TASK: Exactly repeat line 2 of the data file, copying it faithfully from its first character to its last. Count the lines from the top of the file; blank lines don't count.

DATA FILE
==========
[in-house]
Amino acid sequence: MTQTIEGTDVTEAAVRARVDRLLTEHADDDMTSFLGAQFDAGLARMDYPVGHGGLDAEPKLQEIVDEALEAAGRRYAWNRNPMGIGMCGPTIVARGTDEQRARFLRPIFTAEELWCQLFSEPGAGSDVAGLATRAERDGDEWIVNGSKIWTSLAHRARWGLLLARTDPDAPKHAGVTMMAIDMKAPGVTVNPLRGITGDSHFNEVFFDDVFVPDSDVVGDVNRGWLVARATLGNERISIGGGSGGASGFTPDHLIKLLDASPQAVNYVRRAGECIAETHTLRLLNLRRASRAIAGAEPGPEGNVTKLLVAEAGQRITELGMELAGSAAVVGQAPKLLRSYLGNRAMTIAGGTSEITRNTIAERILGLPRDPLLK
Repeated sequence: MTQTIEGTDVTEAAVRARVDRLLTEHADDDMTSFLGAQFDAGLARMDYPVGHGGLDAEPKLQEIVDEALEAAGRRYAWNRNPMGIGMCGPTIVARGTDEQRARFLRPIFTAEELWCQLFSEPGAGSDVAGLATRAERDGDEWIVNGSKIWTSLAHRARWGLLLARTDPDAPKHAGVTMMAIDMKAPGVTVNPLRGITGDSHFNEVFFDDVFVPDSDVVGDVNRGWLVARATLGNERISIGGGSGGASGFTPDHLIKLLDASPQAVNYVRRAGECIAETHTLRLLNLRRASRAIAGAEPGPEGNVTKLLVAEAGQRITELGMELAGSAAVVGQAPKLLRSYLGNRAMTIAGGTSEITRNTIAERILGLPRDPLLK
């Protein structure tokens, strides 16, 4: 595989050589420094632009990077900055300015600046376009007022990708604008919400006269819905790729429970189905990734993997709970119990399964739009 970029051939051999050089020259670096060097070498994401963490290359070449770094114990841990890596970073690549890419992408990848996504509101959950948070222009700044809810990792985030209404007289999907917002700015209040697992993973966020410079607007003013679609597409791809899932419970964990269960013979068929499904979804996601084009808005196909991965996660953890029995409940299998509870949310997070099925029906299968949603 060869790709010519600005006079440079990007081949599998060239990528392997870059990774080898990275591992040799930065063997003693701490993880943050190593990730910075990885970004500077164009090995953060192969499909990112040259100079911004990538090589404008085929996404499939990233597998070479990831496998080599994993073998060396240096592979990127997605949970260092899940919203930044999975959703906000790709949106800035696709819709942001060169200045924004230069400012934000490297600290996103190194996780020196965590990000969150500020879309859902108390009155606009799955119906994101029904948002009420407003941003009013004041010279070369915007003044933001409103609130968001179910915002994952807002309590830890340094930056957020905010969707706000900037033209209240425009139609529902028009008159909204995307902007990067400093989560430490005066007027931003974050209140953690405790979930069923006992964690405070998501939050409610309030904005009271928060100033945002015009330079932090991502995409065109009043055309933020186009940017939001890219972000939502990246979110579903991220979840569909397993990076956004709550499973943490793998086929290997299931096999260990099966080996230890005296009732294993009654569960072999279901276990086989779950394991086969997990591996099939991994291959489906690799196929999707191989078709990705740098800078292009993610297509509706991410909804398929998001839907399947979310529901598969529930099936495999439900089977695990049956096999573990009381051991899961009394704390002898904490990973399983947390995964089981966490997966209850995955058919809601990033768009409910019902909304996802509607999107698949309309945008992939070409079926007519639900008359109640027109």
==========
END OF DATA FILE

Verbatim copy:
Amino acid sequence: MTQTIEGTDVTEAAVRARVDRLLTEHADDDMTSFLGAQFDAGLARMDYPVGHGGLDAEPKLQEIVDEALEAAGRRYAWNRNPMGIGMCGPTIVARGTDEQRARFLRPIFTAEELWCQLFSEPGAGSDVAGLATRAERDGDEWIVNGSKIWTSLAHRARWGLLLARTDPDAPKHAGVTMMAIDMKAPGVTVNPLRGITGDSHFNEVFFDDVFVPDSDVVGDVNRGWLVARATLGNERISIGGGSGGASGFTPDHLIKLLDASPQAVNYVRRAGECIAETHTLRLLNLRRASRAIAGAEPGPEGNVTKLLVAEAGQRITELGMELAGSAAVVGQAPKLLRSYLGNRAMTIAGGTSEITRNTIAERILGLPRDPLLK